Digital inclusion is a topic of growing importance for every marketer and business owner and if you have a website, you must make it accessible to people who are blind, deaf or have certain other disabilities.
It’s going to be the law.
Legislation in EU, UK & USA
In 2016 the European Union passed a law (Web Accessibility Directive) which mandates that all public sector websites need to make necessary changes and become more accessible to people with disabilities.
That law has taken effect just little more than a year ago, on September 23rd 2019, but only for websites made after September 2018. Older websites, those that were made before September 2018, became affected by the law just a week ago, on September 23rd 2020.
Mobile apps, on the other hand, must conform by June 23rd 2021.
Last year, in 2019, the EU passed a complementary law (European Accessibility Act) which mandates that all private companies must also make their websites more accessible to people with disabilities. Member states must adopt and publish necessary laws, regulations and administrative provisions by 2022, and the requirements of the European accessibility act must already have been implemented.
In the UK, we already had a law that made it illegal not to provide services to a disabled person that is normally provided to others. Online services, such as ecommerce shopping or transportation ticket reservation, are also included.
Besides that, the EU law continues to be applied in the UK during the transitional period.
On the other side of the Atlantic, a similar law has existed for 30 years and it’s called Americans with Disabilities Act (ADA.)
Even though it didn’t mention websites or mobile apps when it was passed in 1990, the US Department of Justice holds that ADA applies to all segments of business, including websites or apps.
Why You Should Care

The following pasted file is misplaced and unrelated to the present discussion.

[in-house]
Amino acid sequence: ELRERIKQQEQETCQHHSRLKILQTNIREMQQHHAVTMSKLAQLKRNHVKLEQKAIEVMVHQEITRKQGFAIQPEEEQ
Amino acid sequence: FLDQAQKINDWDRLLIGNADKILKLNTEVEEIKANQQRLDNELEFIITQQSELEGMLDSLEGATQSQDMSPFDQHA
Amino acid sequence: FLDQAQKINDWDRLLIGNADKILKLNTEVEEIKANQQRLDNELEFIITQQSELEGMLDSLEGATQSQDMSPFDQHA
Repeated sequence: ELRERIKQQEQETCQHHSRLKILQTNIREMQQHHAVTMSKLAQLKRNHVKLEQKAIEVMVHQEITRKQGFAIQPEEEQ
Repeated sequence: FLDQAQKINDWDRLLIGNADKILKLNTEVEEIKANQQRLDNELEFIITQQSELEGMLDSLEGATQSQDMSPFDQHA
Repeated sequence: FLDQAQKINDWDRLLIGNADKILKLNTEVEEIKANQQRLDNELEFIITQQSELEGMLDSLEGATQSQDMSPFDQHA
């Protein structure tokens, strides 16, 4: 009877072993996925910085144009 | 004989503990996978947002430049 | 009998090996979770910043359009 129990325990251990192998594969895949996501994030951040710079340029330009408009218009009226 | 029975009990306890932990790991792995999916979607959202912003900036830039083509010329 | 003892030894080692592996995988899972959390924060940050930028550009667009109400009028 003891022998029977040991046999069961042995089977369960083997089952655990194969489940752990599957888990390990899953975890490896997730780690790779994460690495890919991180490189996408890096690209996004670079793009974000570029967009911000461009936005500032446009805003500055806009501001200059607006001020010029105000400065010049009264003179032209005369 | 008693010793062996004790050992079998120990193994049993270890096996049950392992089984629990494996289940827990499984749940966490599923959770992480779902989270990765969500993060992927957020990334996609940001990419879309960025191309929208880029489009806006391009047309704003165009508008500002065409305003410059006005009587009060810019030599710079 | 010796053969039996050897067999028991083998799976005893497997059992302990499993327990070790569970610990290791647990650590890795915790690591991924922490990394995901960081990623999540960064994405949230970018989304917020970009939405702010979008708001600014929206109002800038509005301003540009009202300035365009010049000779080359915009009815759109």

Apart from fines for breaking the law, marketers and business owners should also be aware of the fact that 15% to 20% of the population has some kind of disability.
Therefore, if you develop a website that isn’t accessible to deaf (e.g. no subtitles or transcripts for video and audio files) or blind users (e.g. no alt text to describe the image), you will practically close the door to every fifth visitor!
Imagine losing one fifth of your revenue because you neglected accessibility during website development.
Such a waste, isn’t it?
5 ways to Make Your Website Accessible to Users with Disabilities
Luckily, making your website accessible doesn’t have to be complicated. You can start implementing some changes today and below you can find 5 important and simple steps that will take you in the right direction.
1. Enable Keyboard Navigation
Many assistive technologies use a keyboard to navigate the website. Most commonly it’s done with the Tab key. The goal here is to make all your content accessible with a keyboard. You can test accessibility by unplugging the mouse and trying to navigate the website just by using the Tab key.
2. Add Alt Text to Images
This step is not only going to make your website more accessible to visually imparied people who make use of screen readers to understand what your website is about, but also to search engines that are basically doing the same thing.
Both visually impaired people and search engines such as Google can’t see the image, but only read its description. That’s why adding alt text can also help your website rank better in search results. If you add a keyword to the alt text and someone searches for that keyword under the Images tab on Google, your image (and your website) might appear in search results.
3. Choose Colours That Make Reading Easier
Text and background must be in contrast. This should be the rule independent of any laws and regulations; it should be common sense.
However, some people are color-blind while others, especially those with learning disabilities, greatly benefit from using colours to organize the content. You can satisfy both groups by simultaneously using colour and other visual indicators (arrows, question marks, etc.) and by adding white space between blocks of content.
4. Use Headlines to Structure Your Content
This is another step that will make your content compliant with accessibility laws and better in terms of search engine optimisation. Both screen readers and search engines will use headlines to navigate the content.
Use only one H1 header and then start adding H2 as subheadings while nesting others under it as H3, H4, etc.
5. Make Audio and Video Files More Easily Accessible
For regular users, autoplay videos can be annoying, but for users with disabilities, they’re even worse. For example, when using a screen reader, it can be hard to turn off that video or audio file.
Besides avoiding autoplay, you should also add subtitles to video and transcript to audio files to make them accessible to deaf people.
If you need help in understanding accessibility and implementing necessary changes to your website, feel free to get in touch and Flow20 will be happy to help.